* The implementation sounds full of gross hacks (like grepping all
        files for the hash of the directory with dependencies).
      * Installing each package in its own directory means that no
        shared configuration and no preservation of configuration upon
        upgrades.

Furthermore, even if it wasn’t as badly flawed, you seem to be
underestimating the amount of work to change a package manager in a
distribution. Any changes to the package manager must be
backwards-compatible.

If you want to do something useful, I suggest that you grab the
interesting ideas from nix (like binary deltas) and propose patches for
APT to implement them.

Cheers,
--
 .''`.
: :' :      We are debian.org. Lower your prices, surrender your code.
`. `'       We will add your hardware and software distinctiveness to
  `-        our own. Resistance is futile.

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Re: Adoption of Nix?

Paul Wise via nm
On Wed, Dec 24, 2008 at 8:42 PM, Josselin Mouette <[hidden email]> wrote:

> If you want to do something useful, I suggest that you grab the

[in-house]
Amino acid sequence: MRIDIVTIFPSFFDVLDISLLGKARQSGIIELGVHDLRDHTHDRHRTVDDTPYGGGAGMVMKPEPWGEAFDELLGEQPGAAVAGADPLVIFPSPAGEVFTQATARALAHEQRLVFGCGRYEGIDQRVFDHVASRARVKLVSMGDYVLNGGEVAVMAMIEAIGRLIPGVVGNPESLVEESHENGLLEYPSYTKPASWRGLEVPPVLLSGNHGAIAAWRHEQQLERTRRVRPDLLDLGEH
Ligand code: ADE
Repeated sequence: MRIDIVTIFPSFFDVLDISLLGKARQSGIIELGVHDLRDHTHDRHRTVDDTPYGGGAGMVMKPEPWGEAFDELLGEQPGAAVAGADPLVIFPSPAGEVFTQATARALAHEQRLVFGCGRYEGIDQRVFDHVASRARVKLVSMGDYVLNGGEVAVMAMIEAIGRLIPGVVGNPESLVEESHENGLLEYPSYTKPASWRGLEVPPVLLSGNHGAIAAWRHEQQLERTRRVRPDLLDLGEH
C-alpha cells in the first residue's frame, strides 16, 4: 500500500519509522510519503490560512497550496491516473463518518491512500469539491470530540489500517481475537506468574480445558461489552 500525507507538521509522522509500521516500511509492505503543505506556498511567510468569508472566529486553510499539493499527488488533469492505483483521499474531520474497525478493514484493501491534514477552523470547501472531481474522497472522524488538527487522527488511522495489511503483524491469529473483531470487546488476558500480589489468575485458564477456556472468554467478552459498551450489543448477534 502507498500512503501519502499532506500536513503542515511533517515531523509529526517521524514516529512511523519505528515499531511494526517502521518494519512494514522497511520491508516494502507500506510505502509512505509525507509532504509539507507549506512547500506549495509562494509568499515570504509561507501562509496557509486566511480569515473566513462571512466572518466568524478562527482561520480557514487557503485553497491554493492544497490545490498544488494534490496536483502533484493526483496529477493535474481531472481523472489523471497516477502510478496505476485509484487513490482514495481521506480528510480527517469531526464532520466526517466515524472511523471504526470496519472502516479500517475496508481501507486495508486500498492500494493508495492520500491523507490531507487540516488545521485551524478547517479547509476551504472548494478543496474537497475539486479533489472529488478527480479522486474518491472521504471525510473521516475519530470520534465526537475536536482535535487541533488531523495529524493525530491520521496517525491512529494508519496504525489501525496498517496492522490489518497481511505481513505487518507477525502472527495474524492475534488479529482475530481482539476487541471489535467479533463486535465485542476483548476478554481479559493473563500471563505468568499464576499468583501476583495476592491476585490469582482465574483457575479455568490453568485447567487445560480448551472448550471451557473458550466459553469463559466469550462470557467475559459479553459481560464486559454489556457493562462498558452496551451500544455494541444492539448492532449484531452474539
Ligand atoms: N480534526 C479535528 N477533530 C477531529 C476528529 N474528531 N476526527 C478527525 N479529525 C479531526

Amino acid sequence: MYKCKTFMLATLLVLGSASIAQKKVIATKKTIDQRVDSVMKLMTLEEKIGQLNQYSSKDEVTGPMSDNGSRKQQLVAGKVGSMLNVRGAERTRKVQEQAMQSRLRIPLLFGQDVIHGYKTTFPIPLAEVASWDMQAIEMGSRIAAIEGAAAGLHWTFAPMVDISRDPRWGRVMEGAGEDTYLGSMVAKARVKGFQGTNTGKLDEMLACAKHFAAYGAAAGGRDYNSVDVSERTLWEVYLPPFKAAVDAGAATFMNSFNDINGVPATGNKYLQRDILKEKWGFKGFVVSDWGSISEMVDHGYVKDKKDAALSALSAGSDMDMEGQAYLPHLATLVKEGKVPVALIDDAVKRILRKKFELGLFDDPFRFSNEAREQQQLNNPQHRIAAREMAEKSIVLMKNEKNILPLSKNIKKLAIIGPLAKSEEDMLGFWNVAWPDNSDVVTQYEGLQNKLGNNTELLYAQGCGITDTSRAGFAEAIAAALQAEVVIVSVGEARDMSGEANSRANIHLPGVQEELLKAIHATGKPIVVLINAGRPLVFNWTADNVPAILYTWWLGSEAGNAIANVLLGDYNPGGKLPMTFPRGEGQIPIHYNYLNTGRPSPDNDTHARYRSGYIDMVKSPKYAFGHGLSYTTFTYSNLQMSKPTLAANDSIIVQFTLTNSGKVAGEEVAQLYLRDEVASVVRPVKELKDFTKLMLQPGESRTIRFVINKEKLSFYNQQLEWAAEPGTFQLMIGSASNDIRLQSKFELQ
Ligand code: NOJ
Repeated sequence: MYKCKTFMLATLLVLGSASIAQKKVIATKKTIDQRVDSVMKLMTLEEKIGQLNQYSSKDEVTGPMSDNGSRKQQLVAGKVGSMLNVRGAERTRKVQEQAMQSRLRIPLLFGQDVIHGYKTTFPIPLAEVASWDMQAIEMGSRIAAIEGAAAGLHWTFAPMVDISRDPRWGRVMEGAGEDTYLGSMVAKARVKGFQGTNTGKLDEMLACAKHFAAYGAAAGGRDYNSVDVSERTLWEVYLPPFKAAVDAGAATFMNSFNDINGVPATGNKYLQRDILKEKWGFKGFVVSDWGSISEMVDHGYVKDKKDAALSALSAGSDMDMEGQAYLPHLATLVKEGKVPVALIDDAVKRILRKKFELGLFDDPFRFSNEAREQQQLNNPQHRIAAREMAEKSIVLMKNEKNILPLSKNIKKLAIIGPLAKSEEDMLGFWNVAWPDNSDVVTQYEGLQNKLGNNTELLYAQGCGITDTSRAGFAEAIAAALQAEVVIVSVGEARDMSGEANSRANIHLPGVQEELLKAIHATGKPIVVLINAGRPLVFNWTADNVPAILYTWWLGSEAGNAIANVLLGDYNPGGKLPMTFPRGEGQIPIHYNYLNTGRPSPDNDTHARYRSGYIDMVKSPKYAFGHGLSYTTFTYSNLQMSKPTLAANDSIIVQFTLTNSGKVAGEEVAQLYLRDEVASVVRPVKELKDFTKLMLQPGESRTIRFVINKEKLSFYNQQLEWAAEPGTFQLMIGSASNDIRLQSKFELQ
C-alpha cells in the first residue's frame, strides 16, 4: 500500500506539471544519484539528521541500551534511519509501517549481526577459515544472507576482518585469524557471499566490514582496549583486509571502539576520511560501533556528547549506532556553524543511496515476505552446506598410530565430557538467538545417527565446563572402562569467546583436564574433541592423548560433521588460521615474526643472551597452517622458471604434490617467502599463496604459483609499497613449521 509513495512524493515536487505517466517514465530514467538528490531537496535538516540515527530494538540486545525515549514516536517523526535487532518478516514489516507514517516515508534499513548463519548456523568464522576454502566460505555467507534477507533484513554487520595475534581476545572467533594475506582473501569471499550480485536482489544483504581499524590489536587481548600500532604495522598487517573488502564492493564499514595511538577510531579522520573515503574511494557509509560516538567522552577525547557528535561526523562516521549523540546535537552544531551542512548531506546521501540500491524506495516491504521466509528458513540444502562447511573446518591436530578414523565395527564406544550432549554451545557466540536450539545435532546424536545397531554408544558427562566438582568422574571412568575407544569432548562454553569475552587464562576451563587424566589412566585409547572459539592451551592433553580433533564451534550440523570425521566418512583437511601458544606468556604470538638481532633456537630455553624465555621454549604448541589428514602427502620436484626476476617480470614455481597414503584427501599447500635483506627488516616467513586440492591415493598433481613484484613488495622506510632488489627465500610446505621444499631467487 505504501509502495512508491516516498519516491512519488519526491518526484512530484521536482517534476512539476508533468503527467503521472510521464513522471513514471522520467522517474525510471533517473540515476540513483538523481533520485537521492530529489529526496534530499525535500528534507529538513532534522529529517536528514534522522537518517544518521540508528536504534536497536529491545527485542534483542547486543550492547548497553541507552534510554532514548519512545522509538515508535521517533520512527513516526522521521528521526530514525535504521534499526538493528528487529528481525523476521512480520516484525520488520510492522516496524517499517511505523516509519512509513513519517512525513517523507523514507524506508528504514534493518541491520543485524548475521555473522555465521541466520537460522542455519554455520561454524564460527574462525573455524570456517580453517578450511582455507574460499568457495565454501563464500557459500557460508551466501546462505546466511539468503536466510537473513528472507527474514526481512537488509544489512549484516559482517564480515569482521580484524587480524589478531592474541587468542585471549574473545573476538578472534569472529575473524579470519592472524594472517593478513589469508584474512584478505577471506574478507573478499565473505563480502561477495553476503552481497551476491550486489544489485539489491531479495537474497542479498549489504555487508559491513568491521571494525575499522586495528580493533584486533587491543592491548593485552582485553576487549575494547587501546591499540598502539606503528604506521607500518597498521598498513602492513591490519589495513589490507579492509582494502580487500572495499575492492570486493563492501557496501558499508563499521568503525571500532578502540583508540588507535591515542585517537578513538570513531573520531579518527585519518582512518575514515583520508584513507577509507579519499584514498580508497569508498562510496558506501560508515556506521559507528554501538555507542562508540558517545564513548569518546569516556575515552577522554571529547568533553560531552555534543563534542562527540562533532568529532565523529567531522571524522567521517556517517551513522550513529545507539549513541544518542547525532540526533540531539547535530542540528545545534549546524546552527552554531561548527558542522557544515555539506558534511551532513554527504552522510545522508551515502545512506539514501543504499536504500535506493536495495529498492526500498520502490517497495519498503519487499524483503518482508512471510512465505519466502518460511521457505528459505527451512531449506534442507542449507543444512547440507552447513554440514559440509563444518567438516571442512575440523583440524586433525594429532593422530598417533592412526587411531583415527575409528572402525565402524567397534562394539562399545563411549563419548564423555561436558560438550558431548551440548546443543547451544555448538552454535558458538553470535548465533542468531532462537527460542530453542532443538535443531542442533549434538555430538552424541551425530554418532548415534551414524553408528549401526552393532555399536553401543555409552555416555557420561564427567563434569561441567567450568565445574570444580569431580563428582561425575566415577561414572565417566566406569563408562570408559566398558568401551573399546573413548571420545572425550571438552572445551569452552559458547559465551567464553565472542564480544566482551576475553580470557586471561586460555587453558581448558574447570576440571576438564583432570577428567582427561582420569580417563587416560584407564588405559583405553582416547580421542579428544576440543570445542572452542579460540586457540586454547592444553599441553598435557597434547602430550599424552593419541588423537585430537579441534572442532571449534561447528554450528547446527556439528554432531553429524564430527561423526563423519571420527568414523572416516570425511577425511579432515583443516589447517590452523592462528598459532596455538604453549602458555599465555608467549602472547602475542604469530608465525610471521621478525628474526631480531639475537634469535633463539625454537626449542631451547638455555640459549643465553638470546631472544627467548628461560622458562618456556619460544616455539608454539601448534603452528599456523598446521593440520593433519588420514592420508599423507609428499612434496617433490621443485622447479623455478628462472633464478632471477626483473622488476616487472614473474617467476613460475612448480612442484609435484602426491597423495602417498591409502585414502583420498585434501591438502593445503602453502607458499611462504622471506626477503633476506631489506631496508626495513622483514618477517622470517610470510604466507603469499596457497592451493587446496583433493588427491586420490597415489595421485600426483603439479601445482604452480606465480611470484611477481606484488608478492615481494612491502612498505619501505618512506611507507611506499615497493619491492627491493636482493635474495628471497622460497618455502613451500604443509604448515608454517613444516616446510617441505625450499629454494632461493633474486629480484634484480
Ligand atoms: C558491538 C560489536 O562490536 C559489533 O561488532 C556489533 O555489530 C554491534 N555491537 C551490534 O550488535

> interesting ideas from nix (like binary deltas) and propose patches for
> APT to implement them.

Debian already has binary deltas (debdelta), but it isn't well
integrated into apt (#498778). It also (understandably) supported on
the ftp-master/mirrors side.

--
bye,
pabs

http://wiki.debian.org/PaulWise


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Re: Adoption of Nix?

Vsevolod Velichko
In reply to this post by Artyom Shalkhakov
Hello.

While I was writing, Josselin Mouette said almost all I wanted to say,
but I'll add a little :)

2008/12/24 Artyom Shalkhakov <[hidden email]>:

>>> The claims that I think are valuable are:
>>> - *all* dependencies of a package are automatically found by Nix,
>>>   no exceptions,
>> Hmm... Nix probably use libastral, doesn't it? Even for C/C++ programs there
>> is no way to 100% automatically determine entire list of runtime
>> libraries/tools needed for some particular program (consider runtime library
>> opening and all non-library dependencies).
>
> This is not about libastral, it's about pure functions (those without
> side-effects).

Well, as I see, it uses it's own package format, which is
wrapper-description around everything - source, deb or rpm. Does it
really have any sense? We have our deb and src packages, do we really
need any wrappers, that make us possible to install rpms? For what
purposes? Surely, dpkg always allows you to rollback any installed
packages. You just sometimes have to rollback half of all your
packages - in accordance with dependencies.
I've just looked to the structure of that package format - it also
requires to write dependencies - so what in it deals with 'em better?
I really don't understand. Can it work with sections like "Recommends"
or "Suggests"?
And, of course, for the 2-3 versions of each package will make debian
security team curse you for ages. Consider it :)

--
Best wishes,
Velichko Vsevolod